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Calibration is topic of the day

The advanced driver assistance systems (ADAS) in a vehicle often ‘view the road’ through cameras and sensors on or near the windscreen. So once a replacement windscreen is fitted, recalibration of the cameras is essential to ensure these features function properly.


Why is the relationship between the windscreen and camera important?


Bill George of NSG Pilkington North America chaired the ‘ADAS and Solutions to Recalibration Issues’ session at the US Auto Glass Week earlier this month. He commented, “…glass has a three-dimensional cross curvature. At the centre line there is 12 to 13 mm of cross curve. If this isn’t exact, you are changing where the camera is pointing. You can end up out of specifications.


“If AGRR companies are late to the table learning how to handle calibration”, he continued, “…they will lose out to the dealership channel.”


Industry research in the UK revealed a worrying lack of awareness about this safety issue. Two in three drivers (67%) admitted they didn’t know the cameras and sensors that control such safety features were installed on or near the windscreen.


Industry event hits Melbourne

Victoria’s first auto glass industry event, hosted by the AGA, was held at the Novotel St Kilda on Saturday, 22 October. Including guest speaker John Simpson talking about ways to keep your auto glass business relevant in today’s changing market, and a review of the latest business tools and training/certification options available to auto glaziers, the event was deemed a success by all participants. For more information, please contact

Access to data: that old chestnut

In June this year a draft mandatory Automotive Repair Code of Practice was released by Australian Motoring Enthusiast Party Senator for Victoria, Ricky Muir. The code seeks to ensure Australia’s 17 million car owners continue to have free choice of repairer as future vehicles become increasingly complex.


Senator Muir said, “As vehicles become more sophisticated with each new model, particularly with the increasing number of computer systems on board, the access to codes and special tools is vital to keep them safe and reliable. By withholding technical information from independent repairers, the powerful vehicle manufacturers are manipulating the service and repair market. Government must act now to protect consumer choice. As technology advances and more consumers’ cars are driven to dealerships, small family owned workshops will close. There will be less competition. There will be less choice of repairer,” said Senator Muir.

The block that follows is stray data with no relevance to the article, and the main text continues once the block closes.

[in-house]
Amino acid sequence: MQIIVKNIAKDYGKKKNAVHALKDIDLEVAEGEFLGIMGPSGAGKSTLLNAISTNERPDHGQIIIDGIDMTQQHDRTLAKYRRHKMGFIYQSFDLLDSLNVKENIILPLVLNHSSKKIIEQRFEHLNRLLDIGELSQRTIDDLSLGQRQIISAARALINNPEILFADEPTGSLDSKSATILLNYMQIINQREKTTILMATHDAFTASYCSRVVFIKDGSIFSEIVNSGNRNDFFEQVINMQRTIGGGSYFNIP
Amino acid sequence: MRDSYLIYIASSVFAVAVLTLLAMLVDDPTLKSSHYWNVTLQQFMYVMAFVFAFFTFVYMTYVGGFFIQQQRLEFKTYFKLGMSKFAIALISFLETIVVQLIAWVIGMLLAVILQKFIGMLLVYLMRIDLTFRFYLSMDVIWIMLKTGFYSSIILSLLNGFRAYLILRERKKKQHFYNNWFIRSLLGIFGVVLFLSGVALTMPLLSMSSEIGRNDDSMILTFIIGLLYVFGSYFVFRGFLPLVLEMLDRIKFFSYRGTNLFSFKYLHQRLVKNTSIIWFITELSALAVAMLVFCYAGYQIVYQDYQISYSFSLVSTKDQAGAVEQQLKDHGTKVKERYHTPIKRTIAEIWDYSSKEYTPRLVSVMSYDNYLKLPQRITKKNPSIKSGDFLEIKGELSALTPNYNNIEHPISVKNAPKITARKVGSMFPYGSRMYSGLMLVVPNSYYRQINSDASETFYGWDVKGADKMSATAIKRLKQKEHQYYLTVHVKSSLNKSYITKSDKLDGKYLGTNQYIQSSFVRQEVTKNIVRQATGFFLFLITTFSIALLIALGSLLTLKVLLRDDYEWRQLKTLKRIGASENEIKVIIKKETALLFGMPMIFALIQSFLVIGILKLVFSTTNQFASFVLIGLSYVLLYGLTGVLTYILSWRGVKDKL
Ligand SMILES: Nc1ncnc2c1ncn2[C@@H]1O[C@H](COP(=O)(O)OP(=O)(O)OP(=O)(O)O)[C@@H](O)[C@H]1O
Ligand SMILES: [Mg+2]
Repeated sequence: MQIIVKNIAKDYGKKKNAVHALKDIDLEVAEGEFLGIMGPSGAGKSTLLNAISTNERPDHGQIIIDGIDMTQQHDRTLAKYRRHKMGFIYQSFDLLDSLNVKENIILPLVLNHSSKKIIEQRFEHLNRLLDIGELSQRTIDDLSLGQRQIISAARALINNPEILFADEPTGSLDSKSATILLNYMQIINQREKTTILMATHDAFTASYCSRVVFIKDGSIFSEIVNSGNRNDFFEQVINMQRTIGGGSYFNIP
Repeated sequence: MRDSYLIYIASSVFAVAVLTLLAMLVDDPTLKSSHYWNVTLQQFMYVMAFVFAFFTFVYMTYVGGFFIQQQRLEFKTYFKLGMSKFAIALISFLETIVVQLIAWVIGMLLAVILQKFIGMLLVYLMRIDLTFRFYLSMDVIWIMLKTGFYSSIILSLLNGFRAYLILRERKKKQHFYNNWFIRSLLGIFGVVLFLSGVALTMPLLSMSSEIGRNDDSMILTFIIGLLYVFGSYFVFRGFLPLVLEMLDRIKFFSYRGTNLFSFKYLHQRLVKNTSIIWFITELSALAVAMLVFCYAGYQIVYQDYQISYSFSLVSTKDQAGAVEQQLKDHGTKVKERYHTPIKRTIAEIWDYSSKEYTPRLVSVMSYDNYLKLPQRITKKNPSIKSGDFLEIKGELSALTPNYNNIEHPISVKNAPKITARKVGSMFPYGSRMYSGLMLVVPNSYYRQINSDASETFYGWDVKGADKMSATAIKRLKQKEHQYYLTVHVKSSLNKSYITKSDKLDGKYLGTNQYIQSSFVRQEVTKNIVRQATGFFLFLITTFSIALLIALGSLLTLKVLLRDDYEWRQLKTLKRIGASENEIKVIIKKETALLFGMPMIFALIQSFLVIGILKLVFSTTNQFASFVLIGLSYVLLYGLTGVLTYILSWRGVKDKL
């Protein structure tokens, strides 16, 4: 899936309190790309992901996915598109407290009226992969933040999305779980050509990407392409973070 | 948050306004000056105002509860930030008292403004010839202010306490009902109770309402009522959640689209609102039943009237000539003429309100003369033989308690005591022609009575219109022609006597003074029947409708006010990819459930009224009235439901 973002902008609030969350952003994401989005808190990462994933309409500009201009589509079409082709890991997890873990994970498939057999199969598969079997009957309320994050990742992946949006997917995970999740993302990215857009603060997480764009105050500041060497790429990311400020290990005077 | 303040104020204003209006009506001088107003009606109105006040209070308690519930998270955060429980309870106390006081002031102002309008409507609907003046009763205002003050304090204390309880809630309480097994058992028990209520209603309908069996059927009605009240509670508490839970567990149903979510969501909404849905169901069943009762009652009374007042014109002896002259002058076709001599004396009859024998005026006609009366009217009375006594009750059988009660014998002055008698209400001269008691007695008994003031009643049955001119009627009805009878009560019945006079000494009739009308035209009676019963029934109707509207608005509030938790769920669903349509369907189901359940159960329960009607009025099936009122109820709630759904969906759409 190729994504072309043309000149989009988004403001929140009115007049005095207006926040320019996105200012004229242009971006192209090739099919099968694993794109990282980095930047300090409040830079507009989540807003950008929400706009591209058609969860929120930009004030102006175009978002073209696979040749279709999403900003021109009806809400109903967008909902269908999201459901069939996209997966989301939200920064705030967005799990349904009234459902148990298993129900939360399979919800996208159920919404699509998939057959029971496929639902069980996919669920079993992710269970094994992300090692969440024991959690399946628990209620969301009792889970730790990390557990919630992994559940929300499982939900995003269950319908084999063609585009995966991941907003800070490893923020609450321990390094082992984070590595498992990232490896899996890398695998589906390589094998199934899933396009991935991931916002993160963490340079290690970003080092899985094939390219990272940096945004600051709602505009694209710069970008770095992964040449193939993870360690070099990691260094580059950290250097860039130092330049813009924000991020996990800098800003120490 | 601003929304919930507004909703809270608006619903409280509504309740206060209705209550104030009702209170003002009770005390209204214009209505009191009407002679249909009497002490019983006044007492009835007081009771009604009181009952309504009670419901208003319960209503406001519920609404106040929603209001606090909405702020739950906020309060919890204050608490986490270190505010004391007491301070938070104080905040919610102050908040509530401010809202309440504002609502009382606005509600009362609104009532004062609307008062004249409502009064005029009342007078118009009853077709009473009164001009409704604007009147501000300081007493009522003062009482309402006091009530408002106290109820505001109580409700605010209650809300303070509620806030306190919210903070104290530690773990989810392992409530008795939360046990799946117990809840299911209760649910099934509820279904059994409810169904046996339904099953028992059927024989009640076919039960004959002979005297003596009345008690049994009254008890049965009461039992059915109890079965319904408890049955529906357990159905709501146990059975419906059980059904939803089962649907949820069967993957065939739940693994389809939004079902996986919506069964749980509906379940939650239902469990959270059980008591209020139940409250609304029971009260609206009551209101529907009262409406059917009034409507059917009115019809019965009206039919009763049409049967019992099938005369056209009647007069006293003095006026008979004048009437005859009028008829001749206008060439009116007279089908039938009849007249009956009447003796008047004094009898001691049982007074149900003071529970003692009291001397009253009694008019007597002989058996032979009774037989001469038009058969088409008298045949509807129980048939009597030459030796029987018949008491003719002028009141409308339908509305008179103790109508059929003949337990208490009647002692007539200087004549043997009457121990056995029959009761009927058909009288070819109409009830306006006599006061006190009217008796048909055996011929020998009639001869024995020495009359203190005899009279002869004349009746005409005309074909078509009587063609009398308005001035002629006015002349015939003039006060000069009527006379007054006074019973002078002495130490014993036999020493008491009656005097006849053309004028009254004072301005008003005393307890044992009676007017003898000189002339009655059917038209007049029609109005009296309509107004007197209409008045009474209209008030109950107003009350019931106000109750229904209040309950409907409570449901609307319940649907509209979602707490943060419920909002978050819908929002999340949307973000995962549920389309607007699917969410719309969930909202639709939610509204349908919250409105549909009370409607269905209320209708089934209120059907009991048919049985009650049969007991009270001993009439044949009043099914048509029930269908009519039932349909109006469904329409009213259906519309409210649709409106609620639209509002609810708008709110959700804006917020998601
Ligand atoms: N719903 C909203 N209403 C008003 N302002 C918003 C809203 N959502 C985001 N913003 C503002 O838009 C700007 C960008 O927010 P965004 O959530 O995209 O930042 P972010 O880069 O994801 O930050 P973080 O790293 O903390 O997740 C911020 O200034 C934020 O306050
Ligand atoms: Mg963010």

The impact this debate has on AGRR specialists is compelling. The AGA has supported the Australian Automotive Aftermarket Association (AAAA) and the Australian Automobile Association (AAA) in their respective campaigns to allow independent crash repairers to have the same access to technical data as dealer service centres.


Senator Muir and the AAAA believe the voluntary Heads of Agreement – Access to Service and Repair Information for Motor Vehicles signed by auto industry stakeholders in December 2014 has failed consumers. It called for a trial period of 12 months followed by a performance review in early 2016.


AAAA Executive Director Stuart Charity said, “The review is long overdue. As a result, we surveyed the key political parties leading into the election and they all agreed that further government action is required to ensure an open and competitive vehicle service and repair sector,” Stuart Charity said.


To read a copy of the Automotive Repair Code of Practice, please email a request to Senator Muir’s Advisor Matthew Midson.


Outback recall

Over 37,000 Australian vehicles are affected by the recent recall of the 2010-14 Subaru Liberty and Outback models. The fault lies in the windscreen wipers, the concern being the bottom of the front windscreen wiper motor could melt, posing a fire risk.


A VIN list for the affected Liberty and Outback vehicles can be viewed here. Owners of the recalled vehicles should have already been contacted by Subaru, and encouraged to contact their local dealership to arrange to have the recall work carried out.


Barnacle replaces boot

The boot placed on your car tyre when you park illegally could soon be replaced by a device called the barnacle.


Designed by New York based company, it is a plastic sheet that attaches to the windscreen with commercial grade suction cups, obstructing the driver’s view. Once the driver pays the fine over the phone they’re given a code that’s punched into a key pad, to dislodge the device.


An anti-tamper alarm will sound if someone attempts to remove it illegally. Once the device is removed the motorist must return it to a drop off location within 24 hours.


Farewell Ford

Ninety-one years of manufacturing came to an end on the October 7 when Ford of Australia closed its Broadmeadows assembly plant and said goodbye to 600 manufacturing employees. 160 employees were reassigned to design and engineering roles in Ford’s product development sites.


Pacific Highway best of the worst, again